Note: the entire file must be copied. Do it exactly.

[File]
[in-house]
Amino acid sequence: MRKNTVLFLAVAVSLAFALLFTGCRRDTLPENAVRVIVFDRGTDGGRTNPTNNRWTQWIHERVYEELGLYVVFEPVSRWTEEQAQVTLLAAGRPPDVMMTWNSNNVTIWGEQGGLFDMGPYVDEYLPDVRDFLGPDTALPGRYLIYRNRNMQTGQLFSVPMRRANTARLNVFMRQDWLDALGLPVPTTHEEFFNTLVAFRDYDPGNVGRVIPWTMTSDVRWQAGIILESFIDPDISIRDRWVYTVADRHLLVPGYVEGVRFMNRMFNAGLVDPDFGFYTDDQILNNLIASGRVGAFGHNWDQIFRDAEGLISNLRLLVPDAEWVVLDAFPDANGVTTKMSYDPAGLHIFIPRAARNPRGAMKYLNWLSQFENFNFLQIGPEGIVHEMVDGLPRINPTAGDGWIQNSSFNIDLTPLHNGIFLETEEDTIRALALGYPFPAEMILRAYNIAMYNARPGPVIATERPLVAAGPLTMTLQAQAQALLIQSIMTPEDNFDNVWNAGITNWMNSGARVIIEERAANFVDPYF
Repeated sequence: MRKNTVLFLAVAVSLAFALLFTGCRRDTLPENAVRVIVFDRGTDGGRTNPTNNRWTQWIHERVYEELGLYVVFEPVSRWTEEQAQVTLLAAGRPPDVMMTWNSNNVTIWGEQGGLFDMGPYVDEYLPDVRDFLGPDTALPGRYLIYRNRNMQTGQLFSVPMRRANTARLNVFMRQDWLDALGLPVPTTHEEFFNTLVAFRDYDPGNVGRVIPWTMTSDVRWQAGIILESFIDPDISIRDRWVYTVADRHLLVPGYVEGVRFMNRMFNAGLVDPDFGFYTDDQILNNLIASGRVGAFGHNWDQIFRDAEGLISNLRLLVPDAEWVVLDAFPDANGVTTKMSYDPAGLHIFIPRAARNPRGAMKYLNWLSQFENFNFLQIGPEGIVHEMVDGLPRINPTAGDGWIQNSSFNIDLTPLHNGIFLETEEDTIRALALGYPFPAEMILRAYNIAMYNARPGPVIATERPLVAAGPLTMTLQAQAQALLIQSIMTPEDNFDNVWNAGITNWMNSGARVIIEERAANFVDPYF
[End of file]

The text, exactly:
[in-house]
Amino acid sequence: MRKNTVLFLAVAVSLAFALLFTGCRRDTLPENAVRVIVFDRGTDGGRTNPTNNRWTQWIHERVYEELGLYVVFEPVSRWTEEQAQVTLLAAGRPPDVMMTWNSNNVTIWGEQGGLFDMGPYVDEYLPDVRDFLGPDTALPGRYLIYRNRNMQTGQLFSVPMRRANTARLNVFMRQDWLDALGLPVPTTHEEFFNTLVAFRDYDPGNVGRVIPWTMTSDVRWQAGIILESFIDPDISIRDRWVYTVADRHLLVPGYVEGVRFMNRMFNAGLVDPDFGFYTDDQILNNLIASGRVGAFGHNWDQIFRDAEGLISNLRLLVPDAEWVVLDAFPDANGVTTKMSYDPAGLHIFIPRAARNPRGAMKYLNWLSQFENFNFLQIGPEGIVHEMVDGLPRINPTAGDGWIQNSSFNIDLTPLHNGIFLETEEDTIRALALGYPFPAEMILRAYNIAMYNARPGPVIATERPLVAAGPLTMTLQAQAQALLIQSIMTPEDNFDNVWNAGITNWMNSGARVIIEERAANFVDPYF
Repeated sequence: MRKNTVLFLAVAVSLAFALLFTGCRRDTLPENAVRVIVFDRGTDGGRTNPTNNRWTQWIHERVYEELGLYVVFEPVSRWTEEQAQVTLLAAGRPPDVMMTWNSNNVTIWGEQGGLFDMGPYVDEYLPDVRDFLGPDTALPGRYLIYRNRNMQTGQLFSVPMRRANTARLNVFMRQDWLDALGLPVPTTHEEFFNTLVAFRDYDPGNVGRVIPWTMTSDVRWQAGIILESFIDPDISIRDRWVYTVADRHLLVPGYVEGVRFMNRMFNAGLVDPDFGFYTDDQILNNLIASGRVGAFGHNWDQIFRDAEGLISNLRLLVPDAEWVVLDAFPDANGVTTKMSYDPAGLHIFIPRAARNPRGAMKYLNWLSQFENFNFLQIGPEGIVHEMVDGLPRINPTAGDGWIQNSSFNIDLTPLHNGIFLETEEDTIRALALGYPFPAEMILRAYNIAMYNARPGPVIATERPLVAAGPLTMTLQAQAQALLIQSIMTPEDNFDNVWNAGITNWMNSGARVIIEERAANFVDPYF